Daily Reform, Day 219
Galatians 3:2 and Psalm 46:1-11
From the Reformer
And yet many devote much time and labor to the Law, to the decrees of the fathers, and to the traditions of the Pope. Many of these specialists have incapacitated themselves for any kind of work, good or bad, by their rigorous attention to rules and laws. All the same, they could not obtain a quiet conscience and peace in Christ. But the moment the Gospel of Christ touches them, certainty comes to them, and joy, and a right judgment.
—Martin Luther, Commentary on the Epistle to the Galatians
Pulling It Together
While there are many people who do not work, there are also those who depend upon their work. They do not depend so much upon the paycheck as the validation their work provides to them. They are worthwhile because they work. They devotedly rise each day and go to work, taking pleasure in never using sick days, and in outperforming the next guy. To their thinking, their hard work somehow makes them good.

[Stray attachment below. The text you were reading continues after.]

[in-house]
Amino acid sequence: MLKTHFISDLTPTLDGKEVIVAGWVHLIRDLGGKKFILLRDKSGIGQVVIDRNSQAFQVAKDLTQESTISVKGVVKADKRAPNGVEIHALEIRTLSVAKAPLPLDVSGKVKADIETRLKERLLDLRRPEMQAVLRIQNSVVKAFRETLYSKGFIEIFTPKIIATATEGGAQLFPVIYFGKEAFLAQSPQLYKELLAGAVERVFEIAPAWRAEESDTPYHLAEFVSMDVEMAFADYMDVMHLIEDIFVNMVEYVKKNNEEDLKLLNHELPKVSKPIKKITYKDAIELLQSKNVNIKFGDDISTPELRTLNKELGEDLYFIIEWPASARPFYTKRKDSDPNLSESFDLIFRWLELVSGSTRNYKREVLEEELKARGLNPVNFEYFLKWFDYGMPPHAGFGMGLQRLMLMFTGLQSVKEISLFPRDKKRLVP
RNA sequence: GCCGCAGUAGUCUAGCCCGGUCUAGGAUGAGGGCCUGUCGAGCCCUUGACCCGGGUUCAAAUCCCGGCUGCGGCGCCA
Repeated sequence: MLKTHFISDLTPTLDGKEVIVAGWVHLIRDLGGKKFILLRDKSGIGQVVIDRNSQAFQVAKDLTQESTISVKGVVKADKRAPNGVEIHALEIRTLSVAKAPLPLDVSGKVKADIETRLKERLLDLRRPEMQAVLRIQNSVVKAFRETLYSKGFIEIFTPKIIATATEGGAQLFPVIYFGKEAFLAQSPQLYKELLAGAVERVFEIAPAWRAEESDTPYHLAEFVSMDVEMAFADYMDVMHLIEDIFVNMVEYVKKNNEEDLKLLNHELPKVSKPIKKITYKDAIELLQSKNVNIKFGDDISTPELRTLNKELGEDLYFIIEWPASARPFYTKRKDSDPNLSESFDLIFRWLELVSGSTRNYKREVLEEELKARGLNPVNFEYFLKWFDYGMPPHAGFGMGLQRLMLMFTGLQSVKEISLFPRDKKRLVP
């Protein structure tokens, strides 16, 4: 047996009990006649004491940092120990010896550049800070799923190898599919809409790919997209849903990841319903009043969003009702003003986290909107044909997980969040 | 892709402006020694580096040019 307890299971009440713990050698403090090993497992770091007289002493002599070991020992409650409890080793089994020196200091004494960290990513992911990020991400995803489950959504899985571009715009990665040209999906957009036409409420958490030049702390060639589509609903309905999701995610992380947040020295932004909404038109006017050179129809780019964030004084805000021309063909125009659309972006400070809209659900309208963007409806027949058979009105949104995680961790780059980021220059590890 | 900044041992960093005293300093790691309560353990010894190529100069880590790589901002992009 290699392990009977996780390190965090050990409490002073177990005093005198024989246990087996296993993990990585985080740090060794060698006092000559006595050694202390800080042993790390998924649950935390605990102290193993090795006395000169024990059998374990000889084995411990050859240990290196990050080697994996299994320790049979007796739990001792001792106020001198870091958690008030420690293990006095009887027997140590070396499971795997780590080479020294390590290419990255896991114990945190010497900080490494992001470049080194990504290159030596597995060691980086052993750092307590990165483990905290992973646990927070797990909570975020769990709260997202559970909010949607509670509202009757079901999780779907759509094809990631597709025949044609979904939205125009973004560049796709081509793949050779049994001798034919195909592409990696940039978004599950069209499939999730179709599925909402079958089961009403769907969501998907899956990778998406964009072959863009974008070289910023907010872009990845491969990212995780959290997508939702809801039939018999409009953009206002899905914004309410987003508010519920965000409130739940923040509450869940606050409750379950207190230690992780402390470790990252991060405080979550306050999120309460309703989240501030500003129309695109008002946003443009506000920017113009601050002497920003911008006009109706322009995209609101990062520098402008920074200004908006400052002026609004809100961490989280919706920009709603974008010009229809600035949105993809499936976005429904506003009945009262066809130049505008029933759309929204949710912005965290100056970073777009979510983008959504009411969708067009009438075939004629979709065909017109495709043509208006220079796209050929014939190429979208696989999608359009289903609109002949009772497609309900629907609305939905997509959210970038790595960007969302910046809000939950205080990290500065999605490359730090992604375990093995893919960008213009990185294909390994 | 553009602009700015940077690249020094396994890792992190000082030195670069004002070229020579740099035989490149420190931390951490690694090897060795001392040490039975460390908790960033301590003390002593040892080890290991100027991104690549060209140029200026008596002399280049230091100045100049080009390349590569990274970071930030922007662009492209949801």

Yet they know something is missing. At the end of a life, their life of work becomes a lament. There is a bad taste in their mouth as they boast about their years of devotion to the workplace. They feel as if they had missed out on parts of living because of all of the working. In the end, the validation of work is gone, not only because they are no longer working but because they sense the loss of living.
This is just as much a picture of the Church as it is of the working class. We can come to depend upon our own works so much that we miss out on the life-giving work of Christ. We know about it but are so busy being good that we become distracted. Eventually, the only thing we think and talk about is our hard work and devotion to the Church. We can become so devoted to the doing of things—to our Christian service—that we forget that the One for whom we do them does not want us to do anything today but be still and know he is God. He is our validation—even when we take the day off to spend it with him.
© Mark E. Ryman, Daily Reform: Devotions with the Reformers